Because we are funded from multiple diverse funding streams, we are not always in charge of our own desired outcomes to report. There is a desire to report success. It might be just as important to report ‘failures’. The funders may also require specific outcomes that are not necessarily relevant to teens’ success. Sometimes it’s the little things that matter to teens, and those things might be hard to get funding for.
Teen parents are a diverse group. Some are good at accessing resources and finding ways to meet their needs; others are less capable. Some want services and others are not as willing to let professionals into their lives. Some have good family support; others have very little. Many are foster children whose foster parents may or may not feel able or willing to provide adequate support for teens and their children. Some may be very rebellious against all authority and perceive themselves as independent and not needing any help; some are less rebellious and feel more dependent. Although teens’ brains have not yet fully developed, some may be more able to think like adults and cope with problems better than others. Some have experienced very poor relationships in their lives and have little knowledge of what healthy relationships look like, while others might have some experience with healthy relationships.
Teen parents in Hennepin County represent many different cultures. Professionals might not feel as comfortable with teens from different cultures and just assume that if a culture-specific program exists, that this will serve all their needs. There are some culture-specific programs available, however, those programs cannot provide all the services teen parents need.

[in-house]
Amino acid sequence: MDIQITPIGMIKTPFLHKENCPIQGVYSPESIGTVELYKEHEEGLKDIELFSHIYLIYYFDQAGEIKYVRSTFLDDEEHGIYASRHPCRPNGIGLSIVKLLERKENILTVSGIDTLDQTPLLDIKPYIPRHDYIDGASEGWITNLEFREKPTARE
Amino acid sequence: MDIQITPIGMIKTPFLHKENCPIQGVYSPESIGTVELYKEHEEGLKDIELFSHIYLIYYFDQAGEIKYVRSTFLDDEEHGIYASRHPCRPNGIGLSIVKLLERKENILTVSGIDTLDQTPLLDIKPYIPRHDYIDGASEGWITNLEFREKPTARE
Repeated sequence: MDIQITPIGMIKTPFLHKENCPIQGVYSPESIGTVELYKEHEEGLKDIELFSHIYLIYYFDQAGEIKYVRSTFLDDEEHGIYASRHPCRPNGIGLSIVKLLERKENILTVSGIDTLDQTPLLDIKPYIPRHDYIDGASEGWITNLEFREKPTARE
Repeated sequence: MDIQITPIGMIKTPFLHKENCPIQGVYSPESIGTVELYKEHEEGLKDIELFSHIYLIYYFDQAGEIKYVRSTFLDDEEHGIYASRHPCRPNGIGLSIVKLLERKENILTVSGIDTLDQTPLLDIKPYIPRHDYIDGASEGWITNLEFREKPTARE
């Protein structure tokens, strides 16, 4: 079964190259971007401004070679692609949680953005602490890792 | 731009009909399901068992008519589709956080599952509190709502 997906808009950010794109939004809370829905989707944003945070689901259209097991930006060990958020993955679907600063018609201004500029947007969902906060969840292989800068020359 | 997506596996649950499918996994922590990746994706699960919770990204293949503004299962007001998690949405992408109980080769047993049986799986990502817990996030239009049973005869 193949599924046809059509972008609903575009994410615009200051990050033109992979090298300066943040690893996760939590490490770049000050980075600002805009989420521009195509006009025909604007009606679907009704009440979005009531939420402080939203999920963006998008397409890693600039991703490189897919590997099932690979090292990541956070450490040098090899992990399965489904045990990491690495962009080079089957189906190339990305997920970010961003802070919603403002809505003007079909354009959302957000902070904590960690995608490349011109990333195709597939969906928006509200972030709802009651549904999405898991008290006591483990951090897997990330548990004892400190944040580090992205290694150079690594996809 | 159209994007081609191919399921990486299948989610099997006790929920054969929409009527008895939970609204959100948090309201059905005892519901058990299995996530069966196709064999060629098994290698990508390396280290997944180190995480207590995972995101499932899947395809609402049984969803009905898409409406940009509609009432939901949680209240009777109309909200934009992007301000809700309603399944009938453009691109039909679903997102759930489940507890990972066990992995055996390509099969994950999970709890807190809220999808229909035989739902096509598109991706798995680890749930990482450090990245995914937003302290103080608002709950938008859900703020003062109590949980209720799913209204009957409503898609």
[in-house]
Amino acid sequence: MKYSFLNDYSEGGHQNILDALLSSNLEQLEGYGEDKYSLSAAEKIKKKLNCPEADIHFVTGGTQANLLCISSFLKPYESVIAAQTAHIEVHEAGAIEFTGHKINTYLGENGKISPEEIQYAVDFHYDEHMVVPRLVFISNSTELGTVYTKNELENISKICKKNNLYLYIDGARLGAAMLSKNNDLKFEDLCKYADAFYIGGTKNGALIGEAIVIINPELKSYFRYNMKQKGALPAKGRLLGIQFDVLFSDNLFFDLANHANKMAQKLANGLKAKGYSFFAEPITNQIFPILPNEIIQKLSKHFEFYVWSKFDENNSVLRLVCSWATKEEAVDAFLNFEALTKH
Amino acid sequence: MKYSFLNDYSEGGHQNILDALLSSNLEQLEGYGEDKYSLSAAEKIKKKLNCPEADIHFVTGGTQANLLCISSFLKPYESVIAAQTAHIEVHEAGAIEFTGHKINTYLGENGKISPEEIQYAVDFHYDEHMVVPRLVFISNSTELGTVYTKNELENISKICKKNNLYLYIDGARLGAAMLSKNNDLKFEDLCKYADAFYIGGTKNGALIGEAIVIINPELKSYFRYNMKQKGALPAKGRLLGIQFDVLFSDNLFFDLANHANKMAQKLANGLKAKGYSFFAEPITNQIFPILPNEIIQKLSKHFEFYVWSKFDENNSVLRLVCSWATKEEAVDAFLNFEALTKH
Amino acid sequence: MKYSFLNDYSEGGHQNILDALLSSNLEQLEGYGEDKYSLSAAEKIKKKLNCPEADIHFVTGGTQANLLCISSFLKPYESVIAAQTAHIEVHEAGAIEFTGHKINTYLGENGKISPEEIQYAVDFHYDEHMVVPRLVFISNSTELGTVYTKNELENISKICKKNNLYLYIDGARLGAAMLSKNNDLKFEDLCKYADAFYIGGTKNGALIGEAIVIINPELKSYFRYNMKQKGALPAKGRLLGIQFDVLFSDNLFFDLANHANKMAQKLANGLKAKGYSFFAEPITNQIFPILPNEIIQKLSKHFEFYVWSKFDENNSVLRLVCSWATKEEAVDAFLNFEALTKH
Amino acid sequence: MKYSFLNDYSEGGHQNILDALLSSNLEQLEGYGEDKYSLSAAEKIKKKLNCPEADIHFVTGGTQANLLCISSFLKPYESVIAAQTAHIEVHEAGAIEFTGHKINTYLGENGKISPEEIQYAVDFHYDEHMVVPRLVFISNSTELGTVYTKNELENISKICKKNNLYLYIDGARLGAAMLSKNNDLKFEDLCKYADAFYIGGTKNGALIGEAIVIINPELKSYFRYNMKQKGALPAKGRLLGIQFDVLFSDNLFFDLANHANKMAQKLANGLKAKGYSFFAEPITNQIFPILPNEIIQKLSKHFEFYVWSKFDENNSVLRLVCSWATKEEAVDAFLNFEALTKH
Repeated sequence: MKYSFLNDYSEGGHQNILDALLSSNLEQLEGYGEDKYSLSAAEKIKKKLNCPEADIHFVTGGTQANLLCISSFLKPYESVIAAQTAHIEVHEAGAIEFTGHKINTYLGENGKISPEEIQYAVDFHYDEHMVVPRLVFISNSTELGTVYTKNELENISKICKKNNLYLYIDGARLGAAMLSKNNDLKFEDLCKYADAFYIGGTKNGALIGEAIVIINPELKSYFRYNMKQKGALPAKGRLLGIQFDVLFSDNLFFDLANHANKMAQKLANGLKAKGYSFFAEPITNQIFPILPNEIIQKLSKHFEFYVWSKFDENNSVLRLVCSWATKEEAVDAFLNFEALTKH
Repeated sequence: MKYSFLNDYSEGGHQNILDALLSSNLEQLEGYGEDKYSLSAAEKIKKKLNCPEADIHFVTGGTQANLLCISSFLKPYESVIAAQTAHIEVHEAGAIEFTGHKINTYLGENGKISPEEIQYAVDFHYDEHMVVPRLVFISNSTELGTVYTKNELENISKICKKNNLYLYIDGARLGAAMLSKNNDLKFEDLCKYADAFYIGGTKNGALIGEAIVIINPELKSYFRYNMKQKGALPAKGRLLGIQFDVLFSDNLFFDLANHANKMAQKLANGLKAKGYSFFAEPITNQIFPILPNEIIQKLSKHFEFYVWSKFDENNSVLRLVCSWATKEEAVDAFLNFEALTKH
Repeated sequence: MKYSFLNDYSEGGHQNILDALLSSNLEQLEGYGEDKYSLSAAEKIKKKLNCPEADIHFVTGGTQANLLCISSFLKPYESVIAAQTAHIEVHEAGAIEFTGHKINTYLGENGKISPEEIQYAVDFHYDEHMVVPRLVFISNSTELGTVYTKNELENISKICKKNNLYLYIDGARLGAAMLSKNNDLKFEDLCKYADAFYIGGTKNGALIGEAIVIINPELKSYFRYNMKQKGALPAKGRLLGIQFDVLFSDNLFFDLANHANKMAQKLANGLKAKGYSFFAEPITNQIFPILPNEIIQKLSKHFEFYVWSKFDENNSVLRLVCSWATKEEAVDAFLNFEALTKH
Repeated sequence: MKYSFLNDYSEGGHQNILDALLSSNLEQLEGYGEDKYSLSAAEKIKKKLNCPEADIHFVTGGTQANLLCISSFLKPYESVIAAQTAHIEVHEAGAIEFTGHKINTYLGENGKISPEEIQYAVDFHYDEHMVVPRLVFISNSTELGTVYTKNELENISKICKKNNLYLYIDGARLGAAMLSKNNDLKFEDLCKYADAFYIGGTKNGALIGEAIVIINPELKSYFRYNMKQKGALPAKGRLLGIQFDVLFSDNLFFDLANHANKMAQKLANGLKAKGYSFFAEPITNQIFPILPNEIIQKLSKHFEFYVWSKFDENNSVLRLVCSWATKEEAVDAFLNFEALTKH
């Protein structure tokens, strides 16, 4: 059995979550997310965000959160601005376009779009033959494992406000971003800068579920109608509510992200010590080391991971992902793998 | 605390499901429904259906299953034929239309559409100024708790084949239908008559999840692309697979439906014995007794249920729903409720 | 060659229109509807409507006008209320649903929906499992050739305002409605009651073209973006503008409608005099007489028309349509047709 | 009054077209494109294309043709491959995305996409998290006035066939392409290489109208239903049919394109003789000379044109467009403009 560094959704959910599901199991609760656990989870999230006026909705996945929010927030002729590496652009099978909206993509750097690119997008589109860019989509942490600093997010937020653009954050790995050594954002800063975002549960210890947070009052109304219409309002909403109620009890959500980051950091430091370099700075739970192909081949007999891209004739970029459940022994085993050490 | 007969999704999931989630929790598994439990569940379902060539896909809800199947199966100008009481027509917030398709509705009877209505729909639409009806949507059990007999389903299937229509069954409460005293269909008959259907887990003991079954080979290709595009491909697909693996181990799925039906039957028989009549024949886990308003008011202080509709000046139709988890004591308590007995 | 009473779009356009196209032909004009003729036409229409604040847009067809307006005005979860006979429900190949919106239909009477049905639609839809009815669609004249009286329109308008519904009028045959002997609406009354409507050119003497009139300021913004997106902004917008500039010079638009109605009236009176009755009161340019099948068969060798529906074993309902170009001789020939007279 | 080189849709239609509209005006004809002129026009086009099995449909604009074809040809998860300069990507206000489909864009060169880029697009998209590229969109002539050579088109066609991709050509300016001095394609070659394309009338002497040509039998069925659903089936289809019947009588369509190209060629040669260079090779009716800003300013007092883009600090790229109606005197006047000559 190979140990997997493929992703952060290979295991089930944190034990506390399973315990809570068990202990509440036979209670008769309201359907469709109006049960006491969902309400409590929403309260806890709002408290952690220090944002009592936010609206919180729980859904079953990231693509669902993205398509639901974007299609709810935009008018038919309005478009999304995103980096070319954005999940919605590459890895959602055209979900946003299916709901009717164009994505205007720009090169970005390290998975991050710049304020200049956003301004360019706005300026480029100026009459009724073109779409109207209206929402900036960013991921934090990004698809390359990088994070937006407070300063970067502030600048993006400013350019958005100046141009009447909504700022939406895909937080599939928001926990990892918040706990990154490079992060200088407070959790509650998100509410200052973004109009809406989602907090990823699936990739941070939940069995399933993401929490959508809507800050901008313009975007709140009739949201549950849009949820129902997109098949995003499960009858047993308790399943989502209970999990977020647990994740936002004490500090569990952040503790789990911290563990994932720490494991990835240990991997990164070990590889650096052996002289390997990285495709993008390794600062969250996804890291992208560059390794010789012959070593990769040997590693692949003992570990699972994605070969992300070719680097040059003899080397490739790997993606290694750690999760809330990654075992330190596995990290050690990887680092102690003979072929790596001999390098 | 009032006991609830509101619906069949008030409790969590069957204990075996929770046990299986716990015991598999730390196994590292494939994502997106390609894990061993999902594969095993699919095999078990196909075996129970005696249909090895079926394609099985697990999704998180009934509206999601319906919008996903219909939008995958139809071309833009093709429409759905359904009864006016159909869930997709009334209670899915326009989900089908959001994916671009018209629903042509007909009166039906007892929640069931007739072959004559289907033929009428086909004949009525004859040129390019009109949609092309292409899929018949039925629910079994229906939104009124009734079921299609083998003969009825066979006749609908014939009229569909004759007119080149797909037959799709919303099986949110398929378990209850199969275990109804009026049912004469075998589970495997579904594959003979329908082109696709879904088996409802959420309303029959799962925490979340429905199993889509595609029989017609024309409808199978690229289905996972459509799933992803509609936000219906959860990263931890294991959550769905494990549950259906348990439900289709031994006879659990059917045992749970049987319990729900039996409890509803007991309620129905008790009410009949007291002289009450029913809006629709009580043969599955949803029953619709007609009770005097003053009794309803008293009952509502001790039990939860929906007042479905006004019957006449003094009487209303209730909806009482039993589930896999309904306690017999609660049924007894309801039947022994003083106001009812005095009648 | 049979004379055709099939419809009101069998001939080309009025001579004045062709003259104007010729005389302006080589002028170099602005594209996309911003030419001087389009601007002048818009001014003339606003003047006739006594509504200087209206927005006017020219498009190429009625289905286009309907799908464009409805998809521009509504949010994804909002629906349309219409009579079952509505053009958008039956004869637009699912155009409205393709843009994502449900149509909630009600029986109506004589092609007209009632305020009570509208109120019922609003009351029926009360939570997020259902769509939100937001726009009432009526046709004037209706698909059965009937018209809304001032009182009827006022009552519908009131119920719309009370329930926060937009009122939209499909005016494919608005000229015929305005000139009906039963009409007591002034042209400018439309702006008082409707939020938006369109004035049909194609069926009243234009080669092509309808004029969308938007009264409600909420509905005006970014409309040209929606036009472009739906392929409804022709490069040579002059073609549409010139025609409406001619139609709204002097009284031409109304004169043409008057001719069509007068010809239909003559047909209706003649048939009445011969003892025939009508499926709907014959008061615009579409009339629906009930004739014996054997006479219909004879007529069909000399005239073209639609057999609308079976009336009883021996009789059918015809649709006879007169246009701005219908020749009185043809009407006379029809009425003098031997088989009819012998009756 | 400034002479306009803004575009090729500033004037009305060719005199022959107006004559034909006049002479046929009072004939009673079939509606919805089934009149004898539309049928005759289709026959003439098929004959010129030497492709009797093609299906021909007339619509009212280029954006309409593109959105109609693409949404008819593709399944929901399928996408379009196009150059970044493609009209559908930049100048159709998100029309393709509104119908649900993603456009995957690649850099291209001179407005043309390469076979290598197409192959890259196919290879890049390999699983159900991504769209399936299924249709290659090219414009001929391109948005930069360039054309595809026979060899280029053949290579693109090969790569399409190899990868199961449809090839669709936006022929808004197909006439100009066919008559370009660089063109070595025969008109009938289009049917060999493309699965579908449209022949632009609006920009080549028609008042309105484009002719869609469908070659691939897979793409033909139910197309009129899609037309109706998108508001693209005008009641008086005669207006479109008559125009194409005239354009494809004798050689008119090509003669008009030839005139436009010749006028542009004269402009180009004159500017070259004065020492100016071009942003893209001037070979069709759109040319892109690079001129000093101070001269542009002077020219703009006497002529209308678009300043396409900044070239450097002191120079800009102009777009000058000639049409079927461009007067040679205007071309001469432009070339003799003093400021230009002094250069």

Teens may also differ in their life goals. Some may have planned or been open to the possibility of their first pregnancy, while others did not. Some may want another child that is close in age to their first and do not wish to delay a second pregnancy. Others are eager to learn about birth control. Some may feel ambivalence, leading to sporadic use of birth control. Factors other than desire to have children might play a role in whether or not they practice birth control. Some teens’ life trajectories might have changed for the worse due to having a child at a young age. For other teens, having a child helped change their course to a more productive one. Teens can be good parents, but may need more support than adults.
Many teen fathers may be very interested in being part of their children’s lives. Others may not. Even if they want to maintain contact, they may lack the ability to sustain relationships with their children if the couples are no longer together. This might be his choice or it might be the teen mother’s choice. The young men may lack the support and resources to maintain contact with his children in event of a break-up with the mother. Our current system in decidedly ‘mother-oriented’ and professionals may lack knowledge or resources to help fathers maintain relationships with their children.
What we need to do:
-Take charge of educating funders about teens’ needs and how we might measure successes.
-Increase our ability to build relationships among ourselves.
-Build a better referral system in which professionals indicate their program readiness/capacity to take on new clients with varying levels and types of need.